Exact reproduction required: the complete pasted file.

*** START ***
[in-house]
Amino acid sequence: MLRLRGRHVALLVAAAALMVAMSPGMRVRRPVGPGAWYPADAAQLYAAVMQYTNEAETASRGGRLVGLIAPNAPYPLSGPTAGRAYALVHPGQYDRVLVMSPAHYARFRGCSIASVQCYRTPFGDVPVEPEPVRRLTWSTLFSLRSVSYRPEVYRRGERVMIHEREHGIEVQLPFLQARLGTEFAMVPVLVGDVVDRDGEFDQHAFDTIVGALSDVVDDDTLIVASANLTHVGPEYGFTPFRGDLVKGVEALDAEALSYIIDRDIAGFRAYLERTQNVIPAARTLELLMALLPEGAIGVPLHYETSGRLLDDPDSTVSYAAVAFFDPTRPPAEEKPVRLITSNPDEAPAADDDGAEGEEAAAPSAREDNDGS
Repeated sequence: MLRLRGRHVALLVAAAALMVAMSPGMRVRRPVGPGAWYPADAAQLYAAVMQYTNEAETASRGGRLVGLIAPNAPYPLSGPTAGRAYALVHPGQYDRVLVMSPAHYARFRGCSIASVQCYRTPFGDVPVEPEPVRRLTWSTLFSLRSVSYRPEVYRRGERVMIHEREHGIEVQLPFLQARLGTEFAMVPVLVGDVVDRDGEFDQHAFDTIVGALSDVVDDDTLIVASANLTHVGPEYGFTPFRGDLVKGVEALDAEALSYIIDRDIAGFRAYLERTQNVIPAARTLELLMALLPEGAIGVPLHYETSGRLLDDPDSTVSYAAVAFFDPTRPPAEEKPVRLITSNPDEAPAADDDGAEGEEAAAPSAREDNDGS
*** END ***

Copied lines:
[in-house]
Amino acid sequence: MLRLRGRHVALLVAAAALMVAMSPGMRVRRPVGPGAWYPADAAQLYAAVMQYTNEAETASRGGRLVGLIAPNAPYPLSGPTAGRAYALVHPGQYDRVLVMSPAHYARFRGCSIASVQCYRTPFGDVPVEPEPVRRLTWSTLFSLRSVSYRPEVYRRGERVMIHEREHGIEVQLPFLQARLGTEFAMVPVLVGDVVDRDGEFDQHAFDTIVGALSDVVDDDTLIVASANLTHVGPEYGFTPFRGDLVKGVEALDAEALSYIIDRDIAGFRAYLERTQNVIPAARTLELLMALLPEGAIGVPLHYETSGRLLDDPDSTVSYAAVAFFDPTRPPAEEKPVRLITSNPDEAPAADDDGAEGEEAAAPSAREDNDGS
Repeated sequence: MLRLRGRHVALLVAAAALMVAMSPGMRVRRPVGPGAWYPADAAQLYAAVMQYTNEAETASRGGRLVGLIAPNAPYPLSGPTAGRAYALVHPGQYDRVLVMSPAHYARFRGCSIASVQCYRTPFGDVPVEPEPVRRLTWSTLFSLRSVSYRPEVYRRGERVMIHEREHGIEVQLPFLQARLGTEFAMVPVLVGDVVDRDGEFDQHAFDTIVGALSDVVDDDTLIVASANLTHVGPEYGFTPFRGDLVKGVEALDAEALSYIIDRDIAGFRAYLERTQNVIPAARTLELLMALLPEGAIGVPLHYETSGRLLDDPDSTVSYAAVAFFDPTRPPAEEKPVRLITSNPDEAPAADDDGAEGEEAAAPSAREDNDGS